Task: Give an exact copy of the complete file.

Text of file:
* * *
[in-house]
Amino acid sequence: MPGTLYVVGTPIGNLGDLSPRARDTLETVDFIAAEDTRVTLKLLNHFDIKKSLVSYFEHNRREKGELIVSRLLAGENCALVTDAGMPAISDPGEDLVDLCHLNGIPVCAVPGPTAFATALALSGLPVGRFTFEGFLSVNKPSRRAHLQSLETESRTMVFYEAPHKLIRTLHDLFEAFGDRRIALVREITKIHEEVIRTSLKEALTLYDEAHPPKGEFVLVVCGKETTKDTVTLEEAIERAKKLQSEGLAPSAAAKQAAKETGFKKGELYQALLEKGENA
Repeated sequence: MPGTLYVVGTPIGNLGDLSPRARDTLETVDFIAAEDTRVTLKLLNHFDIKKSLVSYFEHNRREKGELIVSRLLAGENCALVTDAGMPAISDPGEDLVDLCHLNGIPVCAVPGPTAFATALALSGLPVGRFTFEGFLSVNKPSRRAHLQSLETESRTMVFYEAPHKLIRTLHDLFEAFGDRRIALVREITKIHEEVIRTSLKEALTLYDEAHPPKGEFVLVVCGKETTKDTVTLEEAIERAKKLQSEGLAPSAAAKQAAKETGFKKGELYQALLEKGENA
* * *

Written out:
[in-house]
Amino acid sequence: MPGTLYVVGTPIGNLGDLSPRARDTLETVDFIAAEDTRVTLKLLNHFDIKKSLVSYFEHNRREKGELIVSRLLAGENCALVTDAGMPAISDPGEDLVDLCHLNGIPVCAVPGPTAFATALALSGLPVGRFTFEGFLSVNKPSRRAHLQSLETESRTMVFYEAPHKLIRTLHDLFEAFGDRRIALVREITKIHEEVIRTSLKEALTLYDEAHPPKGEFVLVVCGKETTKDTVTLEEAIERAKKLQSEGLAPSAAAKQAAKETGFKKGELYQALLEKGENA
Repeated sequence: MPGTLYVVGTPIGNLGDLSPRARDTLETVDFIAAEDTRVTLKLLNHFDIKKSLVSYFEHNRREKGELIVSRLLAGENCALVTDAGMPAISDPGEDLVDLCHLNGIPVCAVPGPTAFATALALSGLPVGRFTFEGFLSVNKPSRRAHLQSLETESRTMVFYEAPHKLIRTLHDLFEAFGDRRIALVREITKIHEEVIRTSLKEALTLYDEAHPPKGEFVLVVCGKETTKDTVTLEEAIERAKKLQSEGLAPSAAAKQAAKETGFKKGELYQALLEKGENA